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Rehabilitation Research and Practice
Volume 2011, Article ID 590780, 7 pages
http://dx.doi.org/10.1155/2011/590780
Research Article

Validation of a Biofeedback System for Wheelchair Propulsion Training

1Biomechanics Laboratory, MAX Mobility, LLC, 5425 Mount View Parkway, Antioch, TN 37013, USA
2Department of Mechanical Engineering, Vanderbilt University, Nashville, TN 37235, USA

Received 9 April 2011; Accepted 2 July 2011

Academic Editor: Jeffrey Jutai

Copyright © 2011 Liyun Guo et al. This is an open access article distributed under the Creative Commons Attribution License, which permits unrestricted use, distribution, and reproduction in any medium, provided the original work is properly cited.

Abstract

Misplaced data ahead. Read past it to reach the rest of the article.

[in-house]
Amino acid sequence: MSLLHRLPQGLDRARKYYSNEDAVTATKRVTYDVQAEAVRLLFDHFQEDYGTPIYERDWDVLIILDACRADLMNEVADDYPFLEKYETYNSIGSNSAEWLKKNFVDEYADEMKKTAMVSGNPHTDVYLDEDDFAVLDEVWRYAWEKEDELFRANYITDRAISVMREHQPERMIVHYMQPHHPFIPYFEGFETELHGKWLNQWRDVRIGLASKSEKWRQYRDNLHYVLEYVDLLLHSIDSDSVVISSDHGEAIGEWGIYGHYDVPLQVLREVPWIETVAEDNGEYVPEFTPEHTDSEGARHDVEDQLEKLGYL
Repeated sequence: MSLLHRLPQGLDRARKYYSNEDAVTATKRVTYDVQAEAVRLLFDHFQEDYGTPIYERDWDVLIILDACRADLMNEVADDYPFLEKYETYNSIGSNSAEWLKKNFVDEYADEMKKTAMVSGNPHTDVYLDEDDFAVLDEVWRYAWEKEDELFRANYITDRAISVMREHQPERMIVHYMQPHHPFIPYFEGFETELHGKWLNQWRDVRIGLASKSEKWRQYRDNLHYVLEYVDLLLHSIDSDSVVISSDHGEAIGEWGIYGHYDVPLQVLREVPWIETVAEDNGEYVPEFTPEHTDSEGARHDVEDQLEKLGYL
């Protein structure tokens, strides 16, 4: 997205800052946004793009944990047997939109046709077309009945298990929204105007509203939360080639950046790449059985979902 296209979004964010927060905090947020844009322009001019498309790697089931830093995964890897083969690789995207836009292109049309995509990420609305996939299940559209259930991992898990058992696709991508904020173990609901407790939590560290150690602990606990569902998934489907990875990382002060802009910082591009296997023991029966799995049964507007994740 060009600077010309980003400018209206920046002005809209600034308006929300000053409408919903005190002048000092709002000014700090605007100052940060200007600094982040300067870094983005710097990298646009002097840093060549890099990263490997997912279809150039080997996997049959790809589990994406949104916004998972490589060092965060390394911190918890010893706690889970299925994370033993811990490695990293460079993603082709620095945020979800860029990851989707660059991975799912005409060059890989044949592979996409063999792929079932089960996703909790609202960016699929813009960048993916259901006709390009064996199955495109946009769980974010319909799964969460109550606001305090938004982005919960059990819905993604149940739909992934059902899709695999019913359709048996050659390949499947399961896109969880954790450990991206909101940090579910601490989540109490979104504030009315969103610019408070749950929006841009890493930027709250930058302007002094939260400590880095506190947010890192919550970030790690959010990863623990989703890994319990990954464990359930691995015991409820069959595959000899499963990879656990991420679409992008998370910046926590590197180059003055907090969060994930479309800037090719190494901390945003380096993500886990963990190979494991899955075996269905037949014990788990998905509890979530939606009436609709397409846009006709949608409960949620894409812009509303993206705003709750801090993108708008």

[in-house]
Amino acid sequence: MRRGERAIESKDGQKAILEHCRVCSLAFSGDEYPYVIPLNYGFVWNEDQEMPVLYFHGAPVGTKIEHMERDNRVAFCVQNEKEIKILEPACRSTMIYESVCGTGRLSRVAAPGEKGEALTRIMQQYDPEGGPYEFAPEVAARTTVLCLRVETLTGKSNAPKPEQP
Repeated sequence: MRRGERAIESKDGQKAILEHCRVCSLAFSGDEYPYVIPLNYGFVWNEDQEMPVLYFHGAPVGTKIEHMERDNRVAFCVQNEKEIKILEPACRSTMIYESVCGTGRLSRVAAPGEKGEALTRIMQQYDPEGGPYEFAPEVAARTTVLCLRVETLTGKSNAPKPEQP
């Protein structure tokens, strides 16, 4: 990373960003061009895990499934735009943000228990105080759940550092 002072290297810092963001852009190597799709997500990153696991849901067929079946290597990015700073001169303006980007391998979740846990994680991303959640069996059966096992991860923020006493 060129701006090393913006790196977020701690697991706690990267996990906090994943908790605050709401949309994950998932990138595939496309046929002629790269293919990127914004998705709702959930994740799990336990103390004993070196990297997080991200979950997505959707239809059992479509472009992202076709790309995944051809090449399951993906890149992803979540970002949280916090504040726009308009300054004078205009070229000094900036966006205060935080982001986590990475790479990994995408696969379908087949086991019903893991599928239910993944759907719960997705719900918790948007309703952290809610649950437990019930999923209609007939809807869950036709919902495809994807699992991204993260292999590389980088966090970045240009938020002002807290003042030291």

This paper describes the design and validation of the OptiPush Biofeedback System, a commercially available, instrumented wheel system that records handrim biomechanics and provides stroke-by-stroke biofeedback and targeting for 11 propulsion variables. Testing of the system revealed accurate measurement of wheel angle (0.02% error), wheel speed (0.06% error), and handrim loads. The maximum errors in static force and torque measurements were 3.80% and 2.05%, respectively. Measured forces were also found to be highly linear (0.985 < slope < 1.011) and highly correlated to the reference forces (r2 > .998). Dynamic measurements of planar forces ( 𝐹 𝑥 and 𝐹 𝑦 ) and axle torque also had low error (−0.96 N to 0.83 N for force and 0.10 Nm to 0.14 Nm for torque) and were highly correlated (r > .986) with expected force and torque values. Overall, the OptiPush Biofeedback System provides accurate measurement of wheel dynamics and handrim biomechanics and may be a useful tool for improving manual wheelchair propulsion.